Not your typical Iowa farmer

Community activist turned urban farmer, Lynn Sutton, combats social inequality one garden at a time

Prominent Dubuque, Iowa civil rights leader, Ruby Sutton, actively fought racism. Her daughter, Lynn Sutton, continues her legacy with a different lens. In 2011, Lynn Sutton’s activist career began when she was elected the first black city councilwoman. 

Ms. Sutton’s current mission encompasses growing edible fruits and vegetables in city parks for residents to harvest as desired. By strategically placing community gardens around the city in vacant lots and educating residents on growing their own food, Sutton wants her town to thrive through healthy foods and healthy spaces. This conversation has been edited and condensed.

What influenced you to become an activist urban farmer?

My parents often had us visit a friend’s farm; we learned a lot. Then as I got older, I started looking more to growing my own food especially because I couldn’t find anything here that I was accustomed to eating. At my old apartment, there wasn’t room to grow anything except in containers. And then a coworker of mine offered me some rows in her garden. It was always difficult to find room in the city. If I’m having this problem, then other people are having this problem. The food insecurity, you have to look at it like food injustice.

What non-traditional vegetables do you grow and why? 

Vegetables, like okra, and other varieties that I don’t see here. With climate change, I’ve started growing items that aren’t zoned for our area like bitter melon, which is more of an Asian/Indian gourd. It’s zoned for a 9, which is more tropical, and Iowa is zoned at a 5. I sold the bitter melon gourd at the farmer’s market. All my stuff was sold in two hours. It was really an eye-opener because people are looking for different foods. A woman from India came up to me at the Farmer’s Market and had her granddaughter ask me about okra. I talked to them about how I like to cook okra and make it crispy. I thought to myself, ‘Isn’t this something. This woman doesn’t speak English, but we came together on this.’ I think people forget our demographics change.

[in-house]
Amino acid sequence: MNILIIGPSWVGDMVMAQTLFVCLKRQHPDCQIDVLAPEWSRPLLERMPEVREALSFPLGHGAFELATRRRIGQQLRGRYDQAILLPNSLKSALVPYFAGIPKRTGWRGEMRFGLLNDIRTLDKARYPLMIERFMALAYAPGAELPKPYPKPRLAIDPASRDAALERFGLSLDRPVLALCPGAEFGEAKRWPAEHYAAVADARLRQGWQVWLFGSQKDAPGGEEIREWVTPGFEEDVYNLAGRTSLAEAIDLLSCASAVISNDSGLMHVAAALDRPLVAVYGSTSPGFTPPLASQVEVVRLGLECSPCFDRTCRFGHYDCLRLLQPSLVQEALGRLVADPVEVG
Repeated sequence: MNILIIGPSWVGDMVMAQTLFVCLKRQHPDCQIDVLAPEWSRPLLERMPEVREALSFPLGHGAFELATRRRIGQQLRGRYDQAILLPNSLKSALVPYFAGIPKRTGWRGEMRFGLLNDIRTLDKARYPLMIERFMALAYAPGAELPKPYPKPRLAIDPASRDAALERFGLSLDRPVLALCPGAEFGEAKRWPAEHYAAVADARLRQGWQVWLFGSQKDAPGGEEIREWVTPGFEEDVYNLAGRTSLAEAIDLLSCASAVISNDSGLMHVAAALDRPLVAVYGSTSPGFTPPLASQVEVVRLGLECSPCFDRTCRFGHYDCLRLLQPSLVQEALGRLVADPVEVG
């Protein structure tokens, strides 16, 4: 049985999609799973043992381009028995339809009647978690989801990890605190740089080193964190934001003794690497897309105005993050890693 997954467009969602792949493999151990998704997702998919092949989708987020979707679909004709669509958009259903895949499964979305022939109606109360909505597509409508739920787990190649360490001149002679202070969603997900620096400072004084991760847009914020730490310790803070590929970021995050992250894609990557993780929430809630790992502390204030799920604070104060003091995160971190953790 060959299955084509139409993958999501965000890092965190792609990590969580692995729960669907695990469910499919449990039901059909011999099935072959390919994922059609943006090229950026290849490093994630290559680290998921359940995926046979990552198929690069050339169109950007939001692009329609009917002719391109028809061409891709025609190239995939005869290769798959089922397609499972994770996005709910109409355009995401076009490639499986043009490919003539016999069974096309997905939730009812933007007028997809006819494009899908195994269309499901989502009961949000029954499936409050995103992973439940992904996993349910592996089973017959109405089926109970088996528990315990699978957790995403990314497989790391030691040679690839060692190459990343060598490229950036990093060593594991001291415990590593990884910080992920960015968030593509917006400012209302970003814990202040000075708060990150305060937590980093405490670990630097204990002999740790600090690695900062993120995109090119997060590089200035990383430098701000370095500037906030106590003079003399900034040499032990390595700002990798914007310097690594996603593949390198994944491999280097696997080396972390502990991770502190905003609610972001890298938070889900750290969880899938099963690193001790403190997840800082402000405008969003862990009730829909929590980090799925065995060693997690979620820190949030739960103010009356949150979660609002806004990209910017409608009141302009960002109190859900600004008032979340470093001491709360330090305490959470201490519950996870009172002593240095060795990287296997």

How can urban farming help solve food deserts–those areas with limited access to affordable and nutritious food?

It will provide access to those fruits and vegetables not always readily available. Economics-wise, a package of lettuce seeds is $1, $2, but look how much more you get from it. Similarly, if you plant onions, garlic, anything, it’s readily available. Sometimes it’s not that people don’t want to feed their family healthily; it comes down to economic choices. It’s fine to have all of these free meal sites, but what’s there all the time to help people?  

Unfortunately, city ordinances prevented goats, chickens, and even composting at times. Do you think our city currently helps or hurts urban farming? 

I think they’re hurting us more than anything because they’ve taken away a lot of the community gardens. Anytime there is land available, you really have to run around to use it. That’s where this city falls short. We need more space, and it’s tricky even though it shouldn’t be because these vacant lots are just sitting. It’s a matter of petitioning. Little by little, we have to push the envelope.  

As an activist how do you help solve problems like food deserts? 

At the Master Gardener’s Group, I am going to do the garden tour this year. I want to showcase what can be done with a vegetable garden. Every year the tour consists of only landscapes and flower gardens, which is fine, but that’s not the only type of gardening. People ask can I grow this in a container? There are many innovative ways to garden. I want to petition the city for the plot of land from a house that was recently taken down to put in some type of garden. There’s another plot of land across from a park that I want to turn into some type of edible garden. 

What’s your ultimate goal as an urban farmer? 

My ultimate goal is that people have access to healthier foods all the time, so it’s a more livable community.